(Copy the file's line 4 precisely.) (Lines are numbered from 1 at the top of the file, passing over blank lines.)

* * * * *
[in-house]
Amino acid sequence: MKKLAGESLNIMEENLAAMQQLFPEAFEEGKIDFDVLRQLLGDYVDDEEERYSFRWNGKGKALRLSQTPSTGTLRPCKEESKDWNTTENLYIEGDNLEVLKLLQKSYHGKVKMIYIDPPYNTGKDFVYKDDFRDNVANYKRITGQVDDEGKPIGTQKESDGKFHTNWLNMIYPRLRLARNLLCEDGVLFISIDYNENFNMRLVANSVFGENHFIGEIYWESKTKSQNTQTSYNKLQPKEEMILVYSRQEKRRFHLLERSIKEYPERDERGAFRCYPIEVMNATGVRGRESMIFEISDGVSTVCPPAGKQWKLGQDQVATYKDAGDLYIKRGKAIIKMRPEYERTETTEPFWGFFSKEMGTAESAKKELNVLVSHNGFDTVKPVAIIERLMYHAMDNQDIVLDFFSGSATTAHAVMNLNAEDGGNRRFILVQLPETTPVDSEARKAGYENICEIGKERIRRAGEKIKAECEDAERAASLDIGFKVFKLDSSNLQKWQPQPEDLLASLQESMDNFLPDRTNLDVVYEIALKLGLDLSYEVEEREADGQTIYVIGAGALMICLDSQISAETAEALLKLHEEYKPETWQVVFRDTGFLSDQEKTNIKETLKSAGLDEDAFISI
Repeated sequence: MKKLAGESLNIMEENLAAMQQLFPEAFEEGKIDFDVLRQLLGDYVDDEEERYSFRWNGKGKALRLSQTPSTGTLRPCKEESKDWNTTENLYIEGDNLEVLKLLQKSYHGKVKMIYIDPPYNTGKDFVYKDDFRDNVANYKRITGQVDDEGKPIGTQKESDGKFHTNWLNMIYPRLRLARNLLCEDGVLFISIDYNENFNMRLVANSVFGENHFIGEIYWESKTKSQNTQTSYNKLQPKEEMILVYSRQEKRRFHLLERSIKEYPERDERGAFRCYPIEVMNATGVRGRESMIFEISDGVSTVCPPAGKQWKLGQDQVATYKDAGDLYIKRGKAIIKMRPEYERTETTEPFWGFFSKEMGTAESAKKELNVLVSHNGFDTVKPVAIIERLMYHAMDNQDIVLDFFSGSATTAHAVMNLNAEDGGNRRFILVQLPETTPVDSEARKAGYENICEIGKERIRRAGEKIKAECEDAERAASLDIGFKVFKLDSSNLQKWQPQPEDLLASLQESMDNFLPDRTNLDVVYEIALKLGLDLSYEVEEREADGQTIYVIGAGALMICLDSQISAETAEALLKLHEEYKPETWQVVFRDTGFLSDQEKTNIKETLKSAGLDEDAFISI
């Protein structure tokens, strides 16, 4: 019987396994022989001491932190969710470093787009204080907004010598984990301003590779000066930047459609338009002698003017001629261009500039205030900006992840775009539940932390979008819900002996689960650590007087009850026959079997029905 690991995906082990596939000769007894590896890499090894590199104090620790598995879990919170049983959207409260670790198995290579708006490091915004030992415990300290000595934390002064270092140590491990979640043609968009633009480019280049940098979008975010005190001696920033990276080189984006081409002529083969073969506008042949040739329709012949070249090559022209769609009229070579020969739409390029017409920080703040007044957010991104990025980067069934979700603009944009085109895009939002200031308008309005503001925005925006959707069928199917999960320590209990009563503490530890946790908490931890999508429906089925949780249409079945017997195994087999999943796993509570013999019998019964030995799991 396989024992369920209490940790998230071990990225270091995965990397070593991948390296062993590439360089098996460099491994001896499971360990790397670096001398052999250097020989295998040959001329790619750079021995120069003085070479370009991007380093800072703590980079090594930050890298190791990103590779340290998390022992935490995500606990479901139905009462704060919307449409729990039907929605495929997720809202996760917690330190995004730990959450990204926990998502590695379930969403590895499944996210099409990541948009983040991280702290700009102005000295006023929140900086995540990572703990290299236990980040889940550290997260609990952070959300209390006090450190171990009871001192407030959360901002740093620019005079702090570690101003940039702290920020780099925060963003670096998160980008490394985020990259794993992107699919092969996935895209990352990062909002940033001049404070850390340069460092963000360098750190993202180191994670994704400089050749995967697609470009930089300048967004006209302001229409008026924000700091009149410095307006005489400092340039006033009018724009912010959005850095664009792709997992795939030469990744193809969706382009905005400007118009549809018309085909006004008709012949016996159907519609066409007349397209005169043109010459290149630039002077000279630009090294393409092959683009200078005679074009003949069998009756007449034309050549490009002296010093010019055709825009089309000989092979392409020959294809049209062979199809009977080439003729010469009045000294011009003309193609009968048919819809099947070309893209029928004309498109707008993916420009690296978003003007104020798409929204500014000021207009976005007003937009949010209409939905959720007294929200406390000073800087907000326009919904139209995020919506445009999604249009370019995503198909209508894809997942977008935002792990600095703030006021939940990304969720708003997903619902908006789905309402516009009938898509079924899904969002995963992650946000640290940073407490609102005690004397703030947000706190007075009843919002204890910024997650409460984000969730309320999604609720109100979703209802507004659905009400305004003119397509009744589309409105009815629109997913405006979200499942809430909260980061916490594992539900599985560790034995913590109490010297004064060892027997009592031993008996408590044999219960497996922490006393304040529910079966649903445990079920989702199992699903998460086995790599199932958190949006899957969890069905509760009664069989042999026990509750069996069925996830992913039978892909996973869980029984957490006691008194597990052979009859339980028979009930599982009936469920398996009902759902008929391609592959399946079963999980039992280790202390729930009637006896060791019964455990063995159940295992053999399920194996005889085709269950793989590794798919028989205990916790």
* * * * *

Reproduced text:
């Protein structure tokens, strides 16, 4: 019987396994022989001491932190969710470093787009204080907004010598984990301003590779000066930047459609338009002698003017001629261009500039205030900006992840775009539940932390979008819900002996689960650590007087009850026959079997029905 690991995906082990596939000769007894590896890499090894590199104090620790598995879990919170049983959207409260670790198995290579708006490091915004030992415990300290000595934390002064270092140590491990979640043609968009633009480019280049940098979008975010005190001696920033990276080189984006081409002529083969073969506008042949040739329709012949070249090559022209769609009229070579020969739409390029017409920080703040007044957010991104990025980067069934979700603009944009085109895009939002200031308008309005503001925005925006959707069928199917999960320590209990009563503490530890946790908490931890999508429906089925949780249409079945017997195994087999999943796993509570013999019998019964030995799991 396989024992369920209490940790998230071990990225270091995965990397070593991948390296062993590439360089098996460099491994001896499971360990790397670096001398052999250097020989295998040959001329790619750079021995120069003085070479370009991007380093800072703590980079090594930050890298190791990103590779340290998390022992935490995500606990479901139905009462704060919307449409729990039907929605495929997720809202996760917690330190995004730990959450990204926990998502590695379930969403590895499944996210099409990541948009983040991280702290700009102005000295006023929140900086995540990572703990290299236990980040889940550290997260609990952070959300209390006090450190171990009871001192407030959360901002740093620019005079702090570690101003940039702290920020780099925060963003670096998160980008490394985020990259794993992107699919092969996935895209990352990062909002940033001049404070850390340069460092963000360098750190993202180191994670994704400089050749995967697609470009930089300048967004006209302001229409008026924000700091009149410095307006005489400092340039006033009018724009912010959005850095664009792709997992795939030469990744193809969706382009905005400007118009549809018309085909006004008709012949016996159907519609066409007349397209005169043109010459290149630039002077000279630009090294393409092959683009200078005679074009003949069998009756007449034309050549490009002296010093010019055709825009089309000989092979392409020959294809049209062979199809009977080439003729010469009045000294011009003309193609009968048919819809099947070309893209029928004309498109707008993916420009690296978003003007104020798409929204500014000021207009976005007003937009949010209409939905959720007294929200406390000073800087907000326009919904139209995020919506445009999604249009370019995503198909209508894809997942977008935002792990600095703030006021939940990304969720708003997903619902908006789905309402516009009938898509079924899904969002995963992650946000640290940073407490609102005690004397703030947000706190007075009843919002204890910024997650409460984000969730309320999604609720109100979703209802507004659905009400305004003119397509009744589309409105009815629109997913405006979200499942809430909260980061916490594992539900599985560790034995913590109490010297004064060892027997009592031993008996408590044999219960497996922490006393304040529910079966649903445990079920989702199992699903998460086995790599199932958190949006899957969890069905509760009664069989042999026990509750069996069925996830992913039978892909996973869980029984957490006691008194597990052979009859339980028979009930599982009936469920398996009902759902008929391609592959399946079963999980039992280790202390729930009637006896060791019964455990063995159940295992053999399920194996005889085709269950793989590794798919028989205990916790």